There are a few variations of carries that are front loaded. This and one other, are my go to for such a case. The load in the front forces your upper back to work (otherwise you end up on your face). When you front squat with heavy weight, you can get the same feeling when it’s heavy enough, your upper back lights up like a christmas tree (emoji).
Looking for a core workout? Enough with your silly crunches, sit up and god knows what else you’ve had planted in your brain. Load this sucker up and watch as your core turns into straight fire.
-Load with this can be tricky, there is no percent of body weight here to go by. It’s definitely more of a feeling it out thing here. I’ve got 20 kgs (truth be told, I could’ve got a bit heavier). Sometimes you are limited to what weight you can manage to get into the position (more on that next).
-I certainly recommend using your best double KB swing to get the bells into position. Those that haven’t quite nailed down their swing can use, what I believe Mike Robertson calls, the skier swing. For the sake of at least seeing it done, that’s what I went with here.
-DO NOT try to just jerk and muscle your way the bells into position. It’s not that big of a deal if you can’t get a certain weight into position. Have a friend or lifting partner help you get them into position, if not, then you’ve now exposed a hole in your game you can fix, and just go to a lighter weight for a longer carry.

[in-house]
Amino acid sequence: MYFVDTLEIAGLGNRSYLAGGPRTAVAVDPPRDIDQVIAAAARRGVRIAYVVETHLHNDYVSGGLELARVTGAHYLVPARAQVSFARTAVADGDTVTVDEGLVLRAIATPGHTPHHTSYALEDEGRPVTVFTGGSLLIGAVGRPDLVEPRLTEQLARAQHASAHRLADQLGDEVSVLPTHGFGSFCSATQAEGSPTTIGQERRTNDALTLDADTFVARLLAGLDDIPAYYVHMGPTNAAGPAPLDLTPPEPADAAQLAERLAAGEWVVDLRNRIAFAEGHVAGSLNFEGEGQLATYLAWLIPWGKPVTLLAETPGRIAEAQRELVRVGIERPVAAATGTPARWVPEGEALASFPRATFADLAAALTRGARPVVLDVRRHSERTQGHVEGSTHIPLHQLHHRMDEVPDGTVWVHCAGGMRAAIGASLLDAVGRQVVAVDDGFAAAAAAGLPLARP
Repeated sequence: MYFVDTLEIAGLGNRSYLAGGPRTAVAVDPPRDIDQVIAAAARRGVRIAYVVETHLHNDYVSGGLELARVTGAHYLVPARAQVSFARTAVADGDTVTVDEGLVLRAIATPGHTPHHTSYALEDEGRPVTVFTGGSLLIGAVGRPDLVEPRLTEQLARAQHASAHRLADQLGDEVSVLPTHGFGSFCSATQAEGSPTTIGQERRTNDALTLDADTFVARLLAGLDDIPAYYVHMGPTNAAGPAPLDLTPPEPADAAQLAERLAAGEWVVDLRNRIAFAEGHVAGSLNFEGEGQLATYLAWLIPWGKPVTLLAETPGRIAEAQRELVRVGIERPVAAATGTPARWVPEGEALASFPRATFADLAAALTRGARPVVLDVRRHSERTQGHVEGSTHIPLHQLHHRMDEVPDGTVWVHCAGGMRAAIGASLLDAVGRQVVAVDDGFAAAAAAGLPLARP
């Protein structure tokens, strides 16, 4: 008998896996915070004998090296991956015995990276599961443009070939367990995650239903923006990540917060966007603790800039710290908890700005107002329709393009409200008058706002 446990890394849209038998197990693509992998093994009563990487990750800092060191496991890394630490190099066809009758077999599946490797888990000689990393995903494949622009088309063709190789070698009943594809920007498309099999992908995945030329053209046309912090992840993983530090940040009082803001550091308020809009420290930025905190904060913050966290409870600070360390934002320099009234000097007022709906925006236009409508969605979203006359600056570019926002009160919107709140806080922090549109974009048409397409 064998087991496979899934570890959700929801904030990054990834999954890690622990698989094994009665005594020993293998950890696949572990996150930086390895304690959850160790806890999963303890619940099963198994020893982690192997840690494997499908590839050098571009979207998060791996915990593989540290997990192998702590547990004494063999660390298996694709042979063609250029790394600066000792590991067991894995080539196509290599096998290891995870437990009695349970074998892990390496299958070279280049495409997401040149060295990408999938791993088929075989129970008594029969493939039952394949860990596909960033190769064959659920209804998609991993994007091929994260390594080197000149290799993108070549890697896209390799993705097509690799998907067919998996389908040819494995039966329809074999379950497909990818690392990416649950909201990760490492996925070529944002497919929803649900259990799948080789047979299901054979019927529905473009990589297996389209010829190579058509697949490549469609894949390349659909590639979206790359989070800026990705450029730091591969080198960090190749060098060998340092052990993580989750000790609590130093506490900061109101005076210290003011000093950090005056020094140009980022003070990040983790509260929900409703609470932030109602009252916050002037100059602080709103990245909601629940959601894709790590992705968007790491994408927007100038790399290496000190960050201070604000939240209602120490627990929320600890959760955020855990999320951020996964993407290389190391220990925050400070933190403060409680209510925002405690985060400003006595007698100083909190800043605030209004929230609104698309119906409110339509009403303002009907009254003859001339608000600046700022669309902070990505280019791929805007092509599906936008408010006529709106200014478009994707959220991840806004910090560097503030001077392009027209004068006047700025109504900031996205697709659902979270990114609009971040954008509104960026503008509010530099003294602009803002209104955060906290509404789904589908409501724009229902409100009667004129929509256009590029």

-Keep your thumbs to your collarbone/chest. When the weight starts to drift forward and your hands come away from your chest, stuff start to go down hill. This will cause your arms to do more of the work and you will start to fall out of position, putting pressure on your back, no bueno my friends.
I like to use this carry for a few different reasons;
1. As an accessory for those that are looking to get a little more upper back work in (especially those seeking to get better at chin-ups and pull-ups).
2. For anybody that’s hunched over a desk all day and needs a little bit of a posture fix (so like 90% of the universe).
3. For those that are struggling just a bit with their front squat in terms of being able to keep themselves up right and in good position (again, posture kids).
Jarrod Dyke, CSCS